Lifetime Reliability Assessment of Buried Pipelines Subjected to Corrosion

Research output: Contribution to conferenceAbstract


Cast iron materials were vastly used to fabricate the buried pipelines for water distribution prior to the 1970s in Australia and overseas. Nowadays, there is still a significant amount of ageing cast iron pipes being in service in many water utilities. Cast iron is a brittle material and when large diameter cast iron pipes (diameters above 300mm) further deteriorate, the consequences of failure can be substantial. Focusing on the likelihood of lifetime failure, this study examines the performance of large-diameter cast iron pipes using probabilistic analysis, incorporating uncertainties of governing variables. Finite element analysis has been carried out to study the physical mechanism of buried pipes subjected to complex environmental conditions. The deterioration of cast iron pipes due to corrosion is taken into account. The uncertainties of governing variables, such as the physical properties of soil, cast iron, water pressure and corrosion patterns, in pipe failure risk assessment are considered. Using probabilistic physical modelling, the lifetime probability of failure has been derived and a time-dependent sensitivity analysis will be presented. The results of this probabilistic physical modelling are compared with cohorts of failure data from two Australian water utilities to examine the underlying trends from both physical modelling and statistical analysis.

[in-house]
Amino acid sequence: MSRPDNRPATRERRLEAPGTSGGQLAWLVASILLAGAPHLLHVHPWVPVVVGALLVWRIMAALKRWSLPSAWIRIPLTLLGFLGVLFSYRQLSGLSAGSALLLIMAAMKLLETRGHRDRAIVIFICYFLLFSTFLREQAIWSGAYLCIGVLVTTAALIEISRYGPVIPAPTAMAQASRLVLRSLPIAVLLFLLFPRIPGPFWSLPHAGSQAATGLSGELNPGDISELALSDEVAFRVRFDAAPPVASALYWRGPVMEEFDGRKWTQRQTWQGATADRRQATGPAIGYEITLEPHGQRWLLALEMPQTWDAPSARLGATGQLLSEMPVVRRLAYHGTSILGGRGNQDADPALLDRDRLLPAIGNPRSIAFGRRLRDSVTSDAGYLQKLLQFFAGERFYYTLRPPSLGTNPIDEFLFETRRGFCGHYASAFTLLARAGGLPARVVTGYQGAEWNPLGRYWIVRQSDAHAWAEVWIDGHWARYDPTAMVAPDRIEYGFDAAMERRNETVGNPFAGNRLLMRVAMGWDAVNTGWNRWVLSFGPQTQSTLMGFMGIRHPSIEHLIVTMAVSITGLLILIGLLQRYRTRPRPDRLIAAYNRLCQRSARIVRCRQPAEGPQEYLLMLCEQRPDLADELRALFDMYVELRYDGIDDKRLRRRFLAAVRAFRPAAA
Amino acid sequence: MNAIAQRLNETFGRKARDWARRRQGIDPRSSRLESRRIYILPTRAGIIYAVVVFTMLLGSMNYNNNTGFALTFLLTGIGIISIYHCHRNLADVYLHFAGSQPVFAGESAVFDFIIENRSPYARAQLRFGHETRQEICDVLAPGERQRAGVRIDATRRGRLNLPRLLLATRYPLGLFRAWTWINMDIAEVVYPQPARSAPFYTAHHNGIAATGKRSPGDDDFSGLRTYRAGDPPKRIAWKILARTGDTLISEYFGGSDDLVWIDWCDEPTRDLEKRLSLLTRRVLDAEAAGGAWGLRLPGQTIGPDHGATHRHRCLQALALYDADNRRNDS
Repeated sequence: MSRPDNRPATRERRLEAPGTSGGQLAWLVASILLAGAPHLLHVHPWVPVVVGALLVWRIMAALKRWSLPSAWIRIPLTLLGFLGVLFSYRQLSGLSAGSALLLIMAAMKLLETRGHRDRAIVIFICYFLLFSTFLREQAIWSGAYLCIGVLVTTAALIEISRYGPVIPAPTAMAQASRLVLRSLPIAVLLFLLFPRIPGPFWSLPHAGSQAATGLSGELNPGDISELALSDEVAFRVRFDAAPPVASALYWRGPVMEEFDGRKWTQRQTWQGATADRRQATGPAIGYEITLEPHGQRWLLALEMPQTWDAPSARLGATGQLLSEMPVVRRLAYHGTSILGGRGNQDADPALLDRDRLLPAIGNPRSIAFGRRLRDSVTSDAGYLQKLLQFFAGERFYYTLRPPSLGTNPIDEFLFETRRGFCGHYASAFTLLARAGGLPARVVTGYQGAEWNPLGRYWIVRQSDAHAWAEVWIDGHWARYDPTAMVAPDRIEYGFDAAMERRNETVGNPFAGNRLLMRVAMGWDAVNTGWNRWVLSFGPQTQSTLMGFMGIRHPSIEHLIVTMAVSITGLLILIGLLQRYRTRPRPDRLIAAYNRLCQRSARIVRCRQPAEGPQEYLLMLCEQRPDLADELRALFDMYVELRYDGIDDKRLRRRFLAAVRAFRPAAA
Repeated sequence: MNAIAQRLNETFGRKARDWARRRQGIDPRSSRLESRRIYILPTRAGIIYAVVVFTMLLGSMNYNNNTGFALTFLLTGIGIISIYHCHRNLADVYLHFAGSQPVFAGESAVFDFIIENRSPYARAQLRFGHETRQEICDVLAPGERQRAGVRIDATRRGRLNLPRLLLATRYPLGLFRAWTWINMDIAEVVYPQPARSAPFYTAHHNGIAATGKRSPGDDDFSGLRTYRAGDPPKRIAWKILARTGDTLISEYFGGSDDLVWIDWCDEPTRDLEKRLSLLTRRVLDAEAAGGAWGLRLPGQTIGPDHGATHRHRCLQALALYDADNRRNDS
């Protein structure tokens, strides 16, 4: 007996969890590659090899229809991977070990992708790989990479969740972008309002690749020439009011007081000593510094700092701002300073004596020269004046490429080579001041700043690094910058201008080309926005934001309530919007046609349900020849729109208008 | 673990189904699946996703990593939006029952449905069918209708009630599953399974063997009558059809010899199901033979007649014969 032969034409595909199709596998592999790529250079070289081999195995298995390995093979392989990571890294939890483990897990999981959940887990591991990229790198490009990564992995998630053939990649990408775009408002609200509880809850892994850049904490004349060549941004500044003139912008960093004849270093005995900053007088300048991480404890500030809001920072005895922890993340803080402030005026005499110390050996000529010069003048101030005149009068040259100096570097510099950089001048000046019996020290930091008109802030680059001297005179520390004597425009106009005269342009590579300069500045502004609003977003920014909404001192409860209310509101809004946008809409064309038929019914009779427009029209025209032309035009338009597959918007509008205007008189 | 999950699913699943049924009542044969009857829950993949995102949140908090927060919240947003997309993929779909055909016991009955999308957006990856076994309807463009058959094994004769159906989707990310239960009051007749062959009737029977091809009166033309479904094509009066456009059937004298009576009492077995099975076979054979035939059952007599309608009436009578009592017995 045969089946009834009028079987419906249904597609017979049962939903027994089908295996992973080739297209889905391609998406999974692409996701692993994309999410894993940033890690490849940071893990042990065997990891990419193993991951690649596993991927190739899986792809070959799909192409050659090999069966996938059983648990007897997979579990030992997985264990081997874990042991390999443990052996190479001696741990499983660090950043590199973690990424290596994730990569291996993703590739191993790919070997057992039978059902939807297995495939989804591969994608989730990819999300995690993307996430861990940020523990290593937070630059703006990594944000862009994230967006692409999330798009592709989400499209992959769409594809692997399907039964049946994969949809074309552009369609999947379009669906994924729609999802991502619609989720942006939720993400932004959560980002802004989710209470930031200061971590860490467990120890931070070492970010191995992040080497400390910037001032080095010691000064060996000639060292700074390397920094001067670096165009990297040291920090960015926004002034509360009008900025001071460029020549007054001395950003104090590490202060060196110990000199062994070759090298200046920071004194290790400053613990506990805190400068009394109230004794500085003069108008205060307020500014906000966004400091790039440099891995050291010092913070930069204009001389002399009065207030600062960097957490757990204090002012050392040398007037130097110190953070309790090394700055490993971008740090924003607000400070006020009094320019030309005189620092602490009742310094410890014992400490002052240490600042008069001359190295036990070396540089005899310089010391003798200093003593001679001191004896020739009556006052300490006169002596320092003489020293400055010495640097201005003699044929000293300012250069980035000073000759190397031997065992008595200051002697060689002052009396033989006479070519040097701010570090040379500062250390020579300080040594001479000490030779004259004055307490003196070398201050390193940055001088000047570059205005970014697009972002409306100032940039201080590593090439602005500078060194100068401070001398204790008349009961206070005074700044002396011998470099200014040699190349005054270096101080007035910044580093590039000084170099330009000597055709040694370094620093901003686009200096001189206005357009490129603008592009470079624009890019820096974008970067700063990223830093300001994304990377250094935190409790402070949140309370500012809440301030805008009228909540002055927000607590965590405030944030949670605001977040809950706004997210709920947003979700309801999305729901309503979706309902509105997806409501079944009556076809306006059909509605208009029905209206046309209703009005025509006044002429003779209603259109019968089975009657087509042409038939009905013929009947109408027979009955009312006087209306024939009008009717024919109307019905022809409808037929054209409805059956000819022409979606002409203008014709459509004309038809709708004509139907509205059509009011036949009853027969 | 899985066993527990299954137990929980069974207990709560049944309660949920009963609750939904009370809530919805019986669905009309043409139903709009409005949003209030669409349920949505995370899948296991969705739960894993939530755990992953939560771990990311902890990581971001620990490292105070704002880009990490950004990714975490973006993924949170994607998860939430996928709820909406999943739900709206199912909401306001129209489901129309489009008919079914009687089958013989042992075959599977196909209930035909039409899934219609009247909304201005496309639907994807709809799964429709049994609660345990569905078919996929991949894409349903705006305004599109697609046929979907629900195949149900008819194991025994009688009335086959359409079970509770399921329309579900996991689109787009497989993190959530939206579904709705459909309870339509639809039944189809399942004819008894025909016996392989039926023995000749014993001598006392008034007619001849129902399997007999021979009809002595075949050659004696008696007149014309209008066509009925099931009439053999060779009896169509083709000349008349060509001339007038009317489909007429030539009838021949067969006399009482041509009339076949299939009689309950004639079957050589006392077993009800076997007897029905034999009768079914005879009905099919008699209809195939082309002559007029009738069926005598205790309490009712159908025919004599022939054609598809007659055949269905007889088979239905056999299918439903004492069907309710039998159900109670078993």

Original languageEnglish
Publication statusPublished - 2015
EventSymposium on Reliability of Engineering Systems - Hangzhou, China
Duration: 15 Oct 201517 Dec 2015


ConferenceSymposium on Reliability of Engineering Systems
Abbreviated titleSRES

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